You need to make an estate plan before you become incapacitated, die or something else happens to you. Otherwise, it may be too late to leave a legacy, dictate your medical care, or have decisions made on your behalf. Estate planning, however, requires more than drafting a will.

Identify goals and assets

Individuals have different goals for their estates which should be identified when planning begins. These include ensuring minor children are cared for if their parents die, meeting the financial needs of family members, controlling the allocation of assets after death, protecting the family business and other property, assuring the care of their pets, detailing charitable giving, transferring assets without probate and avoiding taxes.

Other goals include taking care of special needs. These include a plan for having someone make health care or financial decisions on your behalf if you become incapacitated. Planning can limit use of an inheritance for education or another important need or assure that it is not allocated until an heir is 21 years old.

Your plan should also identify your assets. These generally include real estate, vehicles, business ownership, patents or monetized social media accounts, investments, life insurance policies and personal property such as jewelry, books, art and furniture. Designated beneficiaries, such as those on a 401(k), should be identified.

There may be risks to your assets that need identified and addressed. Claims against your business may be dealt with through incorporation. Nursing home costs may be handled with long-term care insurance or developing a Medicaid plan to protect assets. An irrevocable trust may protect assets against creditor claims.

Heirs and beneficiaries

You should identify family members and others to receive your assets or protect. These usually includes spouses, children, pets, parents, friends and business partners.

Potential heirs or beneficiaries may also have special needs. Minor children, for example, cannot receive a direct inheritance, need a guardian appointed for them and require substantial financial support. A trust is one mechanism to assure their financial needs are responsibly handled.

Money needs to be set aside for the care of pets. Creating a trust and providing specific instructions is a recommended approach.

Some heirs may be irresponsible and face problems such as bankruptcy or divorce or squander their inheritance. Mechanisms such as a spendthrift trust allows a trustee to manage assets passed to these heirs in accordance with your instructions.

You should also plan for disabled heirs who may have Medicaid or other benefits jeopardized if they receive a large inheritance. They may be unable to manage their assets. A special needs trust authorizes a trustee to manage assets for them and government benefits are not lost because they do not own the assets.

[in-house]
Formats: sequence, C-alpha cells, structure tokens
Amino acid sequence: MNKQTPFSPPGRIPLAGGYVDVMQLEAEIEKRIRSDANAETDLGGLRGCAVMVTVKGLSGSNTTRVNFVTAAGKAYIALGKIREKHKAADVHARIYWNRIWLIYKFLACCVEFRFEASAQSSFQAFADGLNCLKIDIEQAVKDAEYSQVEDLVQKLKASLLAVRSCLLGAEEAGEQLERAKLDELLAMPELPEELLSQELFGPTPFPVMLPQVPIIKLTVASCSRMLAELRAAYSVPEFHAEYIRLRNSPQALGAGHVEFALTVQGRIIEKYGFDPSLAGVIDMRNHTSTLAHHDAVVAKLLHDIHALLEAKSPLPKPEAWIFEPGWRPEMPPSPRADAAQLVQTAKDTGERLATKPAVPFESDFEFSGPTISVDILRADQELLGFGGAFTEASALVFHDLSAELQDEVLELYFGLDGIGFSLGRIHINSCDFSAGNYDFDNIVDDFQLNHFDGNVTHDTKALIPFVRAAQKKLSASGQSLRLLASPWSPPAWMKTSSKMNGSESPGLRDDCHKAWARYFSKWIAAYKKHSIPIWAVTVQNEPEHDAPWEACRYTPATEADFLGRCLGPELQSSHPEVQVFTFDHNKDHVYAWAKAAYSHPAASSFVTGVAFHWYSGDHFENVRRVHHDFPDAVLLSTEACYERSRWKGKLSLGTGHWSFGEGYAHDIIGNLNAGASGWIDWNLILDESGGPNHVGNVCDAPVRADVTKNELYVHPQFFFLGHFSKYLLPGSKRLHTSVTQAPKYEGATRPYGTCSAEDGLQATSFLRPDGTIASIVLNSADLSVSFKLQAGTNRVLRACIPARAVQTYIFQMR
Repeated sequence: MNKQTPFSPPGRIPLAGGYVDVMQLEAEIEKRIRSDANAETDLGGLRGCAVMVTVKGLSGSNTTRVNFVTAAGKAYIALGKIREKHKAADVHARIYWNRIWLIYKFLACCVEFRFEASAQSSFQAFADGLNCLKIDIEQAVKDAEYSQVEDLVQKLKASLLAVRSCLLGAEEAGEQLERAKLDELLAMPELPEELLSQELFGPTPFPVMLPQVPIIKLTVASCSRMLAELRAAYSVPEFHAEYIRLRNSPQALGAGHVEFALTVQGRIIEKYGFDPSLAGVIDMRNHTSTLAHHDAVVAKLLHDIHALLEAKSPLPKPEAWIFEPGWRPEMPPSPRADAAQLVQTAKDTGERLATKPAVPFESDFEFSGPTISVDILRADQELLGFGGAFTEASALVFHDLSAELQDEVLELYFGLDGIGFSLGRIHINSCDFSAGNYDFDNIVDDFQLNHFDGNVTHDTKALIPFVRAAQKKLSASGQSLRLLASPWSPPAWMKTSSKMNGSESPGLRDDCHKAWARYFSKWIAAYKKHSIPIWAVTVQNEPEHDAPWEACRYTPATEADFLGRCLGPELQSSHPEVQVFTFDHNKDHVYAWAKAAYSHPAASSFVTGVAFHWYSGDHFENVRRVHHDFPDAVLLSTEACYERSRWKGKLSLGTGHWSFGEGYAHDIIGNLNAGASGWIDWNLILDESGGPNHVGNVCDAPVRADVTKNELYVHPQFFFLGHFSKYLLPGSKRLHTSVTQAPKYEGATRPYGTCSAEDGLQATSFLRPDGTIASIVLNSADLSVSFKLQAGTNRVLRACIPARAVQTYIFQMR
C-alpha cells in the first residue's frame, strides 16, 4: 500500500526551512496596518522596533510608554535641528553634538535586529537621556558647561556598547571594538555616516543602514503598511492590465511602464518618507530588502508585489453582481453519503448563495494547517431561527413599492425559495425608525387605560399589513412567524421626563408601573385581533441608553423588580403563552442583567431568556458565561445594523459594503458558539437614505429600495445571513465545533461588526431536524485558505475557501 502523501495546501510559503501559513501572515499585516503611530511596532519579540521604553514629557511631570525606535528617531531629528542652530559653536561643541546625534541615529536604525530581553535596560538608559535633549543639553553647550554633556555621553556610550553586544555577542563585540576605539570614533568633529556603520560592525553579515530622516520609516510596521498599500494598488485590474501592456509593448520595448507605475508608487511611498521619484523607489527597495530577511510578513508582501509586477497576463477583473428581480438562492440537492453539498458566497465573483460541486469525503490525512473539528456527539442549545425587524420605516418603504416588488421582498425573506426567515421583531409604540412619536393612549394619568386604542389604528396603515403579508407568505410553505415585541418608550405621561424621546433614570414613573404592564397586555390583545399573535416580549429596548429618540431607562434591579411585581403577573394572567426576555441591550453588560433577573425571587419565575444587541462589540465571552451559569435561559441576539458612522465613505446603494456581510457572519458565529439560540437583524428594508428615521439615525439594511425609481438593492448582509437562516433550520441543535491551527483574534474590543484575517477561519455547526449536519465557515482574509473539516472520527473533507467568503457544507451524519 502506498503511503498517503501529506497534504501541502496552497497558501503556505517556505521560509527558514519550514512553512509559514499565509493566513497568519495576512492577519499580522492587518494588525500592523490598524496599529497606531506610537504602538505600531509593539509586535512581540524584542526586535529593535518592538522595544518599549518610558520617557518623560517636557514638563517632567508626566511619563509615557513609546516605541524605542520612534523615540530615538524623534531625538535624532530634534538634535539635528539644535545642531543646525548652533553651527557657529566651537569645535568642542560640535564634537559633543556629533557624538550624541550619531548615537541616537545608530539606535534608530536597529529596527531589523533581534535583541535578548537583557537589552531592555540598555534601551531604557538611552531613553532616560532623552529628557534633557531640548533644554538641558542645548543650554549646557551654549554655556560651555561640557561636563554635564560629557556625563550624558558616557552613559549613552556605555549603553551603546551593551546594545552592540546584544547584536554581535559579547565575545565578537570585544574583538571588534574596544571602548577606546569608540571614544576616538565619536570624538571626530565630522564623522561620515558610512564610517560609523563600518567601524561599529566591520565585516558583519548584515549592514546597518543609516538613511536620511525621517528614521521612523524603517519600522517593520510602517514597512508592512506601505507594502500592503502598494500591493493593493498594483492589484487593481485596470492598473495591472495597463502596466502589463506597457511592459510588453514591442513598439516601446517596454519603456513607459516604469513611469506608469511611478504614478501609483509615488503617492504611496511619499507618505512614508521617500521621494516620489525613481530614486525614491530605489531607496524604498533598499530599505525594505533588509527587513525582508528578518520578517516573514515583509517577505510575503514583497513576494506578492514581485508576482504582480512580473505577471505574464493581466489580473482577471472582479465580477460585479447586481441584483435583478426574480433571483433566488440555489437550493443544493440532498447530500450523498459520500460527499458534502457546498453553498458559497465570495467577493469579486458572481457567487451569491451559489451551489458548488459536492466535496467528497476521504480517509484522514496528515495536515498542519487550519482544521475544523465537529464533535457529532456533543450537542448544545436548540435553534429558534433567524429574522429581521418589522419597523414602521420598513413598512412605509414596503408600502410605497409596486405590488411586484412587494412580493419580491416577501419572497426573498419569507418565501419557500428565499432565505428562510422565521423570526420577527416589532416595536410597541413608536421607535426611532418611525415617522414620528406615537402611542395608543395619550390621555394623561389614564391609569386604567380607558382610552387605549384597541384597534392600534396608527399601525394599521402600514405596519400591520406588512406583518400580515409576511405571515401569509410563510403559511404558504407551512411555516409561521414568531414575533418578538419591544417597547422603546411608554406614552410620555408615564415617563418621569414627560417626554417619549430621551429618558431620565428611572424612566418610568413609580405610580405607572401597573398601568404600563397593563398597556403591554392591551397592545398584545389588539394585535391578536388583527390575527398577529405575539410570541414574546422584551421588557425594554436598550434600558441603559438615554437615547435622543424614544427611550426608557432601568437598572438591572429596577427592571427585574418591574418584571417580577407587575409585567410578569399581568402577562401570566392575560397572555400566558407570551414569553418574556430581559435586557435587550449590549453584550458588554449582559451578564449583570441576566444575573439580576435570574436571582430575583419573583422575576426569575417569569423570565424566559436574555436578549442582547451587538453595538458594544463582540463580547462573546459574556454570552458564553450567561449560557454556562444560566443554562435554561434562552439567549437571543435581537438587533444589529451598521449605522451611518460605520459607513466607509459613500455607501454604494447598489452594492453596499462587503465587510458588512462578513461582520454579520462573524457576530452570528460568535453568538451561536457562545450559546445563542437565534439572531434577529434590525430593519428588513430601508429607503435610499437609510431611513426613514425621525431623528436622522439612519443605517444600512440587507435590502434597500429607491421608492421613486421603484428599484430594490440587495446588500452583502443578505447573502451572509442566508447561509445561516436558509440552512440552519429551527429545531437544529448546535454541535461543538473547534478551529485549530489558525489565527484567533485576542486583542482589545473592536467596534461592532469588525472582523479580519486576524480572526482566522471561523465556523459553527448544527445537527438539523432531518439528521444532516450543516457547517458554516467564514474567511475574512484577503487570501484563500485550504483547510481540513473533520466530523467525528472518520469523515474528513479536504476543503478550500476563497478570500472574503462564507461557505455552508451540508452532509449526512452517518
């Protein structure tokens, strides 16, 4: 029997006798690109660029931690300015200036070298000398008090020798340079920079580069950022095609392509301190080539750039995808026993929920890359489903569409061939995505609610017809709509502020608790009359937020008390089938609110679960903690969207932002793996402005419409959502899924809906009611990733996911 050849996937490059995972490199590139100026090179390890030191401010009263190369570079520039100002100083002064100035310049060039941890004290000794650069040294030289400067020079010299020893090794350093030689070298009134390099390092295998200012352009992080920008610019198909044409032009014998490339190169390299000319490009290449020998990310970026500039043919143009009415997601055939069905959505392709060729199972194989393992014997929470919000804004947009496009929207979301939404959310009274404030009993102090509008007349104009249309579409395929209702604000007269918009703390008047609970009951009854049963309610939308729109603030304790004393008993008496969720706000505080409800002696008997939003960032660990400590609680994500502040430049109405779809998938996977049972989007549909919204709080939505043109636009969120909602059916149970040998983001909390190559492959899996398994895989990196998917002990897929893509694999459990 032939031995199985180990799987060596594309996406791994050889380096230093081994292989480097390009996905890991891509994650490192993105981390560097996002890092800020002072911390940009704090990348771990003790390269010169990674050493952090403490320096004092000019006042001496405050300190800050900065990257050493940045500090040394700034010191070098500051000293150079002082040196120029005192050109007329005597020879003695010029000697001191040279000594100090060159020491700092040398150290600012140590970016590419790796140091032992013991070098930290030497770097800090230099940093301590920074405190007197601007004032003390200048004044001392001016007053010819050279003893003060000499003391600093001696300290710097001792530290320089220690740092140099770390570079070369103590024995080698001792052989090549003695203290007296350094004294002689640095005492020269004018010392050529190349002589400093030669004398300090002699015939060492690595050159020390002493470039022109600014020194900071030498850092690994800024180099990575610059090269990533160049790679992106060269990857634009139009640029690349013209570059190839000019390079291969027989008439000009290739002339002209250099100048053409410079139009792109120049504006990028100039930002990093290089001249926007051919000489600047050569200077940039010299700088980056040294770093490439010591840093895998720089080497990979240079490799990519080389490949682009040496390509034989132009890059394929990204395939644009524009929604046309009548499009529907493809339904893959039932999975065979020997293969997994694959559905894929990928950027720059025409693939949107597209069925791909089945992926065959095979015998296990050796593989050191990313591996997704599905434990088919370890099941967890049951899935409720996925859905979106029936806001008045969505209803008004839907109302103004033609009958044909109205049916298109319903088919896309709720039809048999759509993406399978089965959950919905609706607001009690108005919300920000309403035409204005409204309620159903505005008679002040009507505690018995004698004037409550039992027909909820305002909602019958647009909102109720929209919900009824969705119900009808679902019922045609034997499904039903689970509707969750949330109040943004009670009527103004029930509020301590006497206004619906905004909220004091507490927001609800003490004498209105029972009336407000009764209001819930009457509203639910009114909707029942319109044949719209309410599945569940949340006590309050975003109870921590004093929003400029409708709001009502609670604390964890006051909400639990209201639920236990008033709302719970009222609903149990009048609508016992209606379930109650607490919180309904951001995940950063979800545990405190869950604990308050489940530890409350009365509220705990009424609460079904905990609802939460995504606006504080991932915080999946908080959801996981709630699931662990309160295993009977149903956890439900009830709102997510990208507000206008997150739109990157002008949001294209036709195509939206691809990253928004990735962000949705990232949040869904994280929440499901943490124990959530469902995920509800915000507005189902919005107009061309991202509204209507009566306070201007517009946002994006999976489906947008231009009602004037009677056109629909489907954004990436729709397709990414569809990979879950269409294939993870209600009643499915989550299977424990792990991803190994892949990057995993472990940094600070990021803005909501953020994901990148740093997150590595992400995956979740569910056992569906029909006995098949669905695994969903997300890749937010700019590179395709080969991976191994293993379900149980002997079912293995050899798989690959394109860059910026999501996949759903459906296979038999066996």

Probate

Probate is the legal process for transferring assets. The estate’s executor or representative must file legal documents, assure an accounting is made and provide notice to creditors and heirs or beneficiaries. The will is presented for probate and may be contested. This process can be costly and last months.

Transferring assets outside a will avoids probate. Alternatives include joint ownership where the property is automatically transferred to the joint owner, pay-on-death accounts where a person is designated to automatically inherit the account when you die and living trusts.

Incapacity

You should also prepare for the possibility that you are incapacitated and unable to make decisions. A living will can contain your directions on end-of-life extraordinary health care measures and items such as do not resuscitate orders. A healthcare power of attorney allows the appointment of an agent to make healthcare issues on your behalf.

A living trust with a backup trustee can help manage your assets if you become incapacitated. A durable power of attorney also allows for the appointment of an agent who may make financial decisions on your behalf and handle your daily affairs.

Updates

Estate plans must be periodically reviewed. Important life events such as divorce or remarriage require updates to wills, trusts, powers of attorneys and other documents. Beneficiaries and heirs should be reviewed and kept current.   

An attorney can provide guidance on these and other estate issues. They can also help assure that documents are drafted that meet your needs.